Tuesday, January 5, 2010

Tragedy of death by contraception

Reports that a 17-year-old German girl died at Basel University Hospital from of a pulmonary embolism caused by a contraceptive pill were confirmed on 22 December 2009 by Swissmedic, the Swiss Agency for Therapeutic Products. A spokesperson for the agency said that, 'a 17-year-old died of a pulmonary embolism around 1 month after taking a hormonal contraceptive. Joachim Gross head of Press Relations for Swissmedic confirmed that the pill in question was of the anti-androgen type, according to, an article which appeared in the Sonntagsblick, (a Swiss publication) and also according to a report by Sandra Weber of Les Quotidiennes.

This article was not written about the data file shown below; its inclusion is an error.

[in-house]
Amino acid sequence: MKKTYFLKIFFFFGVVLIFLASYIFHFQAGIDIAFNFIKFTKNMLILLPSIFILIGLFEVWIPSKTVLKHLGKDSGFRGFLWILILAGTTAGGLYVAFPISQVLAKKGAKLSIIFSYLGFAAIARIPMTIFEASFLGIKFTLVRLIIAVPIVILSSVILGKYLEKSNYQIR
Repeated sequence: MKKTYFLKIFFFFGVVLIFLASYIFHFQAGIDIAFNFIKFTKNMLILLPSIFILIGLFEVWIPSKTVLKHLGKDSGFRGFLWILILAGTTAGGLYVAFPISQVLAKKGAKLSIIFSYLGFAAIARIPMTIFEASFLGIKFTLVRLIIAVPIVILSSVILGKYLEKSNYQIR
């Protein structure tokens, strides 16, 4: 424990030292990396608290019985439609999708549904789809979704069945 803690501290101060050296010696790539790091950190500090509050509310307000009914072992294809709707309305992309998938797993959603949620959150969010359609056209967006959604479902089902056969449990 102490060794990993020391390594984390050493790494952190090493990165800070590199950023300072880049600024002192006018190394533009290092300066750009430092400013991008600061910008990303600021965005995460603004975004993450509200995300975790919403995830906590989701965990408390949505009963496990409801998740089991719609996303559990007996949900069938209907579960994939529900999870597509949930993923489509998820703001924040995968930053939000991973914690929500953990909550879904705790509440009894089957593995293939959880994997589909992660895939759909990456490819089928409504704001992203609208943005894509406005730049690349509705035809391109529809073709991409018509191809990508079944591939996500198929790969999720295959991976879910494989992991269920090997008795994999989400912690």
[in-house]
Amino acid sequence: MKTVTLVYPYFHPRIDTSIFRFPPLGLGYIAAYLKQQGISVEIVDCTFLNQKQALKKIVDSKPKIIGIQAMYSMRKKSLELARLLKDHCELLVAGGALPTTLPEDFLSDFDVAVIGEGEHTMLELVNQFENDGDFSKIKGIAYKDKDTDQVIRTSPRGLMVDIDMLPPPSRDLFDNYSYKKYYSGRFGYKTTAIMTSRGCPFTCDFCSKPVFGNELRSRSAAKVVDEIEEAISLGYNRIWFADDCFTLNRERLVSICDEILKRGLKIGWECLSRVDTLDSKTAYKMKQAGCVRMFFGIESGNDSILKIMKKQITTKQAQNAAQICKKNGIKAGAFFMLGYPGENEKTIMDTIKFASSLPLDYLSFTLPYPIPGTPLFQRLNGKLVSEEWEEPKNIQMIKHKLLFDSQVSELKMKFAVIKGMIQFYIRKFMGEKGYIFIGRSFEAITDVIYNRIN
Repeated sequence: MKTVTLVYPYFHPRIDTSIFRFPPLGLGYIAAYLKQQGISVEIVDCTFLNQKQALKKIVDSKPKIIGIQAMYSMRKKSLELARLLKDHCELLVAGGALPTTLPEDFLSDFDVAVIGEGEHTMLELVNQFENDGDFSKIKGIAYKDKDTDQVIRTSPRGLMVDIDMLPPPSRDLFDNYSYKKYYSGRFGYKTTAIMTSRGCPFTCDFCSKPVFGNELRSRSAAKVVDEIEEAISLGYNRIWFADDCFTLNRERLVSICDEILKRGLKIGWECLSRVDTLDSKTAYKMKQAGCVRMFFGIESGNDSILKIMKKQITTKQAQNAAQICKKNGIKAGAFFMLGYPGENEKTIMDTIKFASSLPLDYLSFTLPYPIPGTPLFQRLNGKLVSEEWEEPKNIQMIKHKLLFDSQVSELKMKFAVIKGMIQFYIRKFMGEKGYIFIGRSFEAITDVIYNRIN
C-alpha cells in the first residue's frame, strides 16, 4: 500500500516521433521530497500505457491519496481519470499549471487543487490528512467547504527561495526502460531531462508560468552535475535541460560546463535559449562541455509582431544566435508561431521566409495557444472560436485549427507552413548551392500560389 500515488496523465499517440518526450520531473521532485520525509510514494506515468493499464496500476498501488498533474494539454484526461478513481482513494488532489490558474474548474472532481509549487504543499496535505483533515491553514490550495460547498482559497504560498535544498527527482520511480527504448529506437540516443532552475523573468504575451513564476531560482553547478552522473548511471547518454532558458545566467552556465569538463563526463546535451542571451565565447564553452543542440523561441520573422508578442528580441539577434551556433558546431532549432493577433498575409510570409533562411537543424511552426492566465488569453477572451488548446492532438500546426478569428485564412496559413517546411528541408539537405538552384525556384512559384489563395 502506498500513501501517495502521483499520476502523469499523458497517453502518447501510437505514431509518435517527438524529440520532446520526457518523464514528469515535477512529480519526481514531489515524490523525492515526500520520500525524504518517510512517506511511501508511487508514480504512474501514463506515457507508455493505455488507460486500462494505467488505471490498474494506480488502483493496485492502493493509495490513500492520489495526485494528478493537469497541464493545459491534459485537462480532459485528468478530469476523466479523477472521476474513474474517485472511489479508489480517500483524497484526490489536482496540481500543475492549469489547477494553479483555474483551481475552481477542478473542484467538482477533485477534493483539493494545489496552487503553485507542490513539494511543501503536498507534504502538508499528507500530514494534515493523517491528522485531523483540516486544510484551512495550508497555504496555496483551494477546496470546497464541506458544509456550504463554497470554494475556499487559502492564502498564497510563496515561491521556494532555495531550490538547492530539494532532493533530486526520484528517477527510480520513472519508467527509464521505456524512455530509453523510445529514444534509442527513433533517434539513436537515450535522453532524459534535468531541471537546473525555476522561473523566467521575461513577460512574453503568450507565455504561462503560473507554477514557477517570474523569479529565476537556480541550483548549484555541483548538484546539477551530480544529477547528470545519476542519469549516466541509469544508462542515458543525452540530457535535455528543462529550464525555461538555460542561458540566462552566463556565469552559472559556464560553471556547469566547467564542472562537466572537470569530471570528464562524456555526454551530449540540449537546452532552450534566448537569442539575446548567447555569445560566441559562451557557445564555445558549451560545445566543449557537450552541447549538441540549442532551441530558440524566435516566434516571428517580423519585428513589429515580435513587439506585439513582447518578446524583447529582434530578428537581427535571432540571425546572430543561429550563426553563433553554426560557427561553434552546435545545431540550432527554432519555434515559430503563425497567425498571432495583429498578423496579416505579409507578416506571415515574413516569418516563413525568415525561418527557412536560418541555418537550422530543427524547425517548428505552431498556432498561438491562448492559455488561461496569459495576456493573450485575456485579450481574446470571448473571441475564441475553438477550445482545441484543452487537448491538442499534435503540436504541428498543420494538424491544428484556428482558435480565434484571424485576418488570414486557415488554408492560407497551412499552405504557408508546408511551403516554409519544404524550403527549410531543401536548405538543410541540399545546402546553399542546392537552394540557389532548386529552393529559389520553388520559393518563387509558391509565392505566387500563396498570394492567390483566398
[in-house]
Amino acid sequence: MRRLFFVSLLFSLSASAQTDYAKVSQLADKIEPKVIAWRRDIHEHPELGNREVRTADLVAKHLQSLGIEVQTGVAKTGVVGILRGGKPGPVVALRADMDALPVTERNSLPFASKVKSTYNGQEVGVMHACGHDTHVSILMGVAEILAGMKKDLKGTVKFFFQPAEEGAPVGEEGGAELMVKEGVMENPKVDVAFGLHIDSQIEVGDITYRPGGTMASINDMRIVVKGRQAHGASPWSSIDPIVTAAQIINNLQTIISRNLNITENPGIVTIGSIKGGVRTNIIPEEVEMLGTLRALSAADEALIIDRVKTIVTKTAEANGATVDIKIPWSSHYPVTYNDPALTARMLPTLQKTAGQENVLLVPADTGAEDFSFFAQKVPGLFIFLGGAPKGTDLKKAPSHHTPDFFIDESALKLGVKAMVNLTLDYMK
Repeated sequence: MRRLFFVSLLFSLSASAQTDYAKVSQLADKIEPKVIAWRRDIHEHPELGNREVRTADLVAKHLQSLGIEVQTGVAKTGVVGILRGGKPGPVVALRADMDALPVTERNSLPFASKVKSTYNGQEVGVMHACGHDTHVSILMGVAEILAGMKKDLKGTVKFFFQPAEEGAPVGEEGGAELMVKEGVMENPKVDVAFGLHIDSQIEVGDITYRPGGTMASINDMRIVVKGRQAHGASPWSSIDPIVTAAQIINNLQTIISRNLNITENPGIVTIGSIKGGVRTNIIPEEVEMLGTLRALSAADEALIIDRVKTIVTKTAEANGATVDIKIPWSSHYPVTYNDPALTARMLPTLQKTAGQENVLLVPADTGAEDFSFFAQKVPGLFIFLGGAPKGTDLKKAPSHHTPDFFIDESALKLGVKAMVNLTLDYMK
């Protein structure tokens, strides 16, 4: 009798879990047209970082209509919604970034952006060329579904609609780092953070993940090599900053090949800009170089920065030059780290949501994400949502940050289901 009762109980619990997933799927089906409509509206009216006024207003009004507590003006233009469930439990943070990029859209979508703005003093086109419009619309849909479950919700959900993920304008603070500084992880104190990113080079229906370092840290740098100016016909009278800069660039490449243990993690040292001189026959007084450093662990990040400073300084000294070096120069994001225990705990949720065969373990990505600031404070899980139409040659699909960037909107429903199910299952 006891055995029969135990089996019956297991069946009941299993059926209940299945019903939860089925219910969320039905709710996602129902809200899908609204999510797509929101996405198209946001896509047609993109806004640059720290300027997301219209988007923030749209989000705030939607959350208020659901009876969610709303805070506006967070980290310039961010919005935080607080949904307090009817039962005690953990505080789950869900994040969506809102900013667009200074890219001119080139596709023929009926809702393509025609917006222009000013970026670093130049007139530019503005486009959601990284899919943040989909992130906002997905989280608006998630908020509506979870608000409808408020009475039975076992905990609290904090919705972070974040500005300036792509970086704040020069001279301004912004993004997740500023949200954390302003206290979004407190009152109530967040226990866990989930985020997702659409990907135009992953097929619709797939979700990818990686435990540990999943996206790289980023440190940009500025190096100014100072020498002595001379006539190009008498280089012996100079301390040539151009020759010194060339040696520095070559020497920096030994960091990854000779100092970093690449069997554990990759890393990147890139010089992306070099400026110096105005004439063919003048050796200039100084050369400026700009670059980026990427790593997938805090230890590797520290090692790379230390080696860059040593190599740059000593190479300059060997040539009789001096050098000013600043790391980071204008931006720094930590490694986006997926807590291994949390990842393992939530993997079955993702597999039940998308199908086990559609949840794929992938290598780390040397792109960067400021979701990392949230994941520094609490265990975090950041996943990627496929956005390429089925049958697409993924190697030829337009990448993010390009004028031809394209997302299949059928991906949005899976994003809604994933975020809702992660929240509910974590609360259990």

The latest tragic death is the third such incident in Switzerland attributed to this type of pill in the past year (2009). In September another woman died in very similar circumstances, while in May, a young woman became severely handicapped after 3 months in a coma following a pulmonary embolism, again linked to the pill.

These tragedies prompted the Swiss Federation of Patient Services (Patientenstellen der Schweiz) to demand a ban on pills containing anti-androgens also known as “drospirenone.” Despite the tragedies however Swissmedic argued that this measure was not necessary, citing research they conducted last autumn, that drospirenone does not increase health risks, and that there is no reason, therefore, to withdraw these products from the market. They did confirm, however, that taking a hormonal contraceptive is never harmless and that all pills increase the risk of venous thrombo-embolism, especially during the first year.